As we move from 2020 into 2021, I thought that this verse was so appropriate. Whatever the situation or experience we are going through, there is always something in the Scriptures to guide and help us. The Book of Joshua is a thrilling and dynamic book. It’s a journey of progress, conquest and victory all undertaken by faith.
One of the key lessons in the book is discovering how important it is to follow God’s timetable and directions. It is a lesson that is absolutely essential for our journey of faith through this world. We have to learn to go at God’s pace and do just as He says. We want to do everything the way we want and when we want. However, that might not be God’s way.Read more about 'Pastoral Reflection for December & January'...
Rev Kenneth I Macleod shares some more thoughts on Psalm 23 in this Pastoral Reflection for November.
“Even though I walk through the valley of the shadow of death, I will fear no evil, for you are with me: your rod and your staff, they comfort me. You prepare a table before me in the presence of my enemies: you anoint my head with oil: my cup overflows. Surely goodness and mercy shall follow me all the days of my life, and I shall dwell in the house of the Lord forever.” Psalm 23:4-6
Last month we reflected on verses one to three of not only the best-known psalm, but one of the best-known sections of the Bible. This Psalm has been an inspiration, encouragement and balm to many a soul over the years. Now verse 4 tells us that the shepherding work of our Lord, who is the Good Shepherd doesn’t stop as life draws to a close - the shepherding takes over even in death. Death is the enemy that comes closer every day. We are powerless in its face and alone in its presence, as it closes round us, unless….we have the Shepherd. That is what makes “the valley of the shadow of death” so different for the Christian, because the Shepherd is with us. When all human care and support can no longer do anything for us, yet the Shepherd is still there.Read more about 'November Pastoral Reflection on Psalm 23:4-6'...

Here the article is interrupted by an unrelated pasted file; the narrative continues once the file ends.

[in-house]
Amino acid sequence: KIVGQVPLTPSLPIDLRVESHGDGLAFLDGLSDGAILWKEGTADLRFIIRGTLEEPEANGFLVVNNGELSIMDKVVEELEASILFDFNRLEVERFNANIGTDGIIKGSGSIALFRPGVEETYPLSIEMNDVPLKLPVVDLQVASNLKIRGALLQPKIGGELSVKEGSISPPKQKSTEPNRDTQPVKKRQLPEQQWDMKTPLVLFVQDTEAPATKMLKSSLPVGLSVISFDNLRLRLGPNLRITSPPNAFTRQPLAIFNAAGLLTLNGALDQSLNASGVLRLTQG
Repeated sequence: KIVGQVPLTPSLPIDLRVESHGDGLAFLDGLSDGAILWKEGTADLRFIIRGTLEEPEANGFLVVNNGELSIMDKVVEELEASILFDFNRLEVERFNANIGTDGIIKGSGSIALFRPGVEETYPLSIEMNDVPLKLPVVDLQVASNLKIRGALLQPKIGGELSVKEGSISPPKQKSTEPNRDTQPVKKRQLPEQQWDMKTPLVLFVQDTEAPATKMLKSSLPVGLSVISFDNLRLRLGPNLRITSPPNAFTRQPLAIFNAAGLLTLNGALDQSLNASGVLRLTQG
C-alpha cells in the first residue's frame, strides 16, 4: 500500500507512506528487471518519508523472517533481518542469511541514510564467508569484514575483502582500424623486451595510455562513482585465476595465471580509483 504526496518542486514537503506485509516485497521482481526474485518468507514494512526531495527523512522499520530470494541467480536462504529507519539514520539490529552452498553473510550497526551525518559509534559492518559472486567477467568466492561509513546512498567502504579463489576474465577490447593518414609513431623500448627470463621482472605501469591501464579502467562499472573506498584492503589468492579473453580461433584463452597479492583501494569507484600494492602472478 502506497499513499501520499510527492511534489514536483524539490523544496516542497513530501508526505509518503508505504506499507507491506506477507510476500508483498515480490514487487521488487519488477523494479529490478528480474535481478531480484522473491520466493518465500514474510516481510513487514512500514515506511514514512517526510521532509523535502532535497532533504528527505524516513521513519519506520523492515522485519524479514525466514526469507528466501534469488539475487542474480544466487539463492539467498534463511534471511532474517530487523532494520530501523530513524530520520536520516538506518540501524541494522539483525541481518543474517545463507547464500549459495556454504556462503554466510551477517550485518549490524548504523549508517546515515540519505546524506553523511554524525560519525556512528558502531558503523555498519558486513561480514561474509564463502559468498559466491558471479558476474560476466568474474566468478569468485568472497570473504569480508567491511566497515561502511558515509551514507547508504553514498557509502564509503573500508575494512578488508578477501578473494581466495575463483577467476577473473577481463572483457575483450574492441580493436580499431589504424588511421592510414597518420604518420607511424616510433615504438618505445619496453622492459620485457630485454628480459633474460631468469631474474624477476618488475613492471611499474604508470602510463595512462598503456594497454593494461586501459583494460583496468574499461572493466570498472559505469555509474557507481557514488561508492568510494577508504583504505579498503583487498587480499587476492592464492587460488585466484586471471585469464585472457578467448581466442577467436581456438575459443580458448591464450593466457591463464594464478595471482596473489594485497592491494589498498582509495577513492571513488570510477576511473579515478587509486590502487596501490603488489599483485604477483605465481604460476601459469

Rev Kenneth I Macleod shares some thoughts on Psalm 23, The Shepherd's Psalm, in this Pastoral Reflection for October.
The Lord is my shepherd: I shall not want. He makes me lie down in green pastures. He leads me beside still waters. He restores my soul. He leads me in paths of righteousness for His name’s sake.”
I have preached frequently from this psalm and make no apology for doing so, as it is not only the best known of all the psalms but remains one of my favourites. It is short, simple, sweet and yet so deep with meaning, encouragement and assurance. There are many themes highlighted in the psalm but probably the three main truths that tie the psalm together beautifully are Provision, Direction and Communion.Read more about 'The Shepherd's Psalm'...
Pastoral Reflection for September from Rev Kenneth I Macleod
“What is man that you are mindful of him, and the son of man that you care for him? Yet you have made him a little lower than the heavenly beings and crowned him with glory and honour. You have given him dominion over the works of your hands: you have put all things under his feet, all sheep and oxen, and also the beasts of the field, the birds of the heavens, and the fish of the sea, whatever passes along the paths of the sea. O Lord, our Lord, how majestic is your name in all the earth.” Psalm 8:4-9
Last time we saw how David was blown away by the concept of God’s greatness as he considers the marvel, glory and wonder of the creation. However, in v4 we find David quite simply cannot get over that God is mindful of us. “What is man that you are mindful of him, and the son of man that you care for him?” David is more or less saying, “Lord, why are you so mindful? What have we done to be so raised and elevated in this majestic creation that You should take such an interest in, and care of us?”Read more about '"What is man that you are mindful of him?"'...
“O Lord, our lord, how majestic is your name in all the earth! You set your glory above the heavens. When I look at your heavens, the work of your fingers, the moon and the stars, which you have set in place, what is man that you are mindful of him, and the son of man that you care for him?” Psalm 8v1,3,4
This psalm bursts with praise to both the glory and grace of God. David paints amazing pictures with his sense of awe and joy. We are taken back, above and beyond the heavens to the very beginning itself. Of course we know that behind the beginning is the God of Creation, Grace, Providence, and Redemption. We are not sure when David penned this psalm but I can imagine it’s after a night gazing into the starry sky. David is in absolute awe with the enormity and vastness of God’s creation and the minuteness of man in comparison. There have been times we too have gazed at the vast expanse of a star filled sky, aware that we are only seeing a fraction of what is there. Like the psalmist we say, What a God and “what is man?”(v4)Read more about 'The Master Craftsman - Pastoral Reflection for August'...